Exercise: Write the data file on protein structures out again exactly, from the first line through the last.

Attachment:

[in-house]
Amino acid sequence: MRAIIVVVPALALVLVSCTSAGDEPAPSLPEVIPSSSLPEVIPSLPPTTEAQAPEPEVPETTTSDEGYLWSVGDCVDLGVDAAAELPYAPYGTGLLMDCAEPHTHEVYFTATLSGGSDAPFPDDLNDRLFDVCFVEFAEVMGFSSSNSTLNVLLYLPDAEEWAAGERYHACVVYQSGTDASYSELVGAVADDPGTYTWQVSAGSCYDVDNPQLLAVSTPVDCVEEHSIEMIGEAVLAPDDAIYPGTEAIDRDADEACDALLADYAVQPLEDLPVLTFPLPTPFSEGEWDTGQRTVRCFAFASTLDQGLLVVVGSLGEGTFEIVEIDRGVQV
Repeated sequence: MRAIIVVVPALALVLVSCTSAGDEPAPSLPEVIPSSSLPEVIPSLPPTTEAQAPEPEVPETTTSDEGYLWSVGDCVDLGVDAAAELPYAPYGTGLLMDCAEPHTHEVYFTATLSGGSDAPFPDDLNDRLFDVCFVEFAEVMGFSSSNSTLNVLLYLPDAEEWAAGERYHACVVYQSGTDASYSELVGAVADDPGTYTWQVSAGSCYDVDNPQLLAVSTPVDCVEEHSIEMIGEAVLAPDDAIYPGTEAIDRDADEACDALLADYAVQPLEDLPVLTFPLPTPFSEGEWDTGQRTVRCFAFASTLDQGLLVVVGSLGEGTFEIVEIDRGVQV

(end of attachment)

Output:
[in-house]
Amino acid sequence: MRAIIVVVPALALVLVSCTSAGDEPAPSLPEVIPSSSLPEVIPSLPPTTEAQAPEPEVPETTTSDEGYLWSVGDCVDLGVDAAAELPYAPYGTGLLMDCAEPHTHEVYFTATLSGGSDAPFPDDLNDRLFDVCFVEFAEVMGFSSSNSTLNVLLYLPDAEEWAAGERYHACVVYQSGTDASYSELVGAVADDPGTYTWQVSAGSCYDVDNPQLLAVSTPVDCVEEHSIEMIGEAVLAPDDAIYPGTEAIDRDADEACDALLADYAVQPLEDLPVLTFPLPTPFSEGEWDTGQRTVRCFAFASTLDQGLLVVVGSLGEGTFEIVEIDRGVQV
Repeated sequence: MRAIIVVVPALALVLVSCTSAGDEPAPSLPEVIPSSSLPEVIPSLPPTTEAQAPEPEVPETTTSDEGYLWSVGDCVDLGVDAAAELPYAPYGTGLLMDCAEPHTHEVYFTATLSGGSDAPFPDDLNDRLFDVCFVEFAEVMGFSSSNSTLNVLLYLPDAEEWAAGERYHACVVYQSGTDASYSELVGAVADDPGTYTWQVSAGSCYDVDNPQLLAVSTPVDCVEEHSIEMIGEAVLAPDDAIYPGTEAIDRDADEACDALLADYAVQPLEDLPVLTFPLPTPFSEGEWDTGQRTVRCFAFASTLDQGLLVVVGSLGEGTFEIVEIDRGVQV